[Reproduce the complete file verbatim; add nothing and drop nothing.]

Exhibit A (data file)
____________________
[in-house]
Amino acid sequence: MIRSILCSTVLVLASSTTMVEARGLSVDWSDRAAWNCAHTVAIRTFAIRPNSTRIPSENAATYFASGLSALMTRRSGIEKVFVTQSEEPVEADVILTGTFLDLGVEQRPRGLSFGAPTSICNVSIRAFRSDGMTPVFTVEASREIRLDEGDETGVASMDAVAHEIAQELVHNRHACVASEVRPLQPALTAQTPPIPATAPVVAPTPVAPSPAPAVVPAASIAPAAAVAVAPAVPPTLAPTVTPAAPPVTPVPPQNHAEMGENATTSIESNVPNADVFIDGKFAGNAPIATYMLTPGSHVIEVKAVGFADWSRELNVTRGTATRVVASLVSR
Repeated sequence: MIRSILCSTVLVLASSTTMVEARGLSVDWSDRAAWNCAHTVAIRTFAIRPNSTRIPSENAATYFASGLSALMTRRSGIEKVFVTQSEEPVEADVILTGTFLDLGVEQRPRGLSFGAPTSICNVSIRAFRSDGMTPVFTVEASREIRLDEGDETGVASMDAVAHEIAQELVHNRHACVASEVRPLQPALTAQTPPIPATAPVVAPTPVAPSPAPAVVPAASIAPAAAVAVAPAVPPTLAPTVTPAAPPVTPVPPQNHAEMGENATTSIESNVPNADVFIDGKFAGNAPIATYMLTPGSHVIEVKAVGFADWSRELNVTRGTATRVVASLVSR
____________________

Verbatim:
[in-house]
Amino acid sequence: MIRSILCSTVLVLASSTTMVEARGLSVDWSDRAAWNCAHTVAIRTFAIRPNSTRIPSENAATYFASGLSALMTRRSGIEKVFVTQSEEPVEADVILTGTFLDLGVEQRPRGLSFGAPTSICNVSIRAFRSDGMTPVFTVEASREIRLDEGDETGVASMDAVAHEIAQELVHNRHACVASEVRPLQPALTAQTPPIPATAPVVAPTPVAPSPAPAVVPAASIAPAAAVAVAPAVPPTLAPTVTPAAPPVTPVPPQNHAEMGENATTSIESNVPNADVFIDGKFAGNAPIATYMLTPGSHVIEVKAVGFADWSRELNVTRGTATRVVASLVSR
Repeated sequence: MIRSILCSTVLVLASSTTMVEARGLSVDWSDRAAWNCAHTVAIRTFAIRPNSTRIPSENAATYFASGLSALMTRRSGIEKVFVTQSEEPVEADVILTGTFLDLGVEQRPRGLSFGAPTSICNVSIRAFRSDGMTPVFTVEASREIRLDEGDETGVASMDAVAHEIAQELVHNRHACVASEVRPLQPALTAQTPPIPATAPVVAPTPVAPSPAPAVVPAASIAPAAAVAVAPAVPPTLAPTVTPAAPPVTPVPPQNHAEMGENATTSIESNVPNADVFIDGKFAGNAPIATYMLTPGSHVIEVKAVGFADWSRELNVTRGTATRVVASLVSR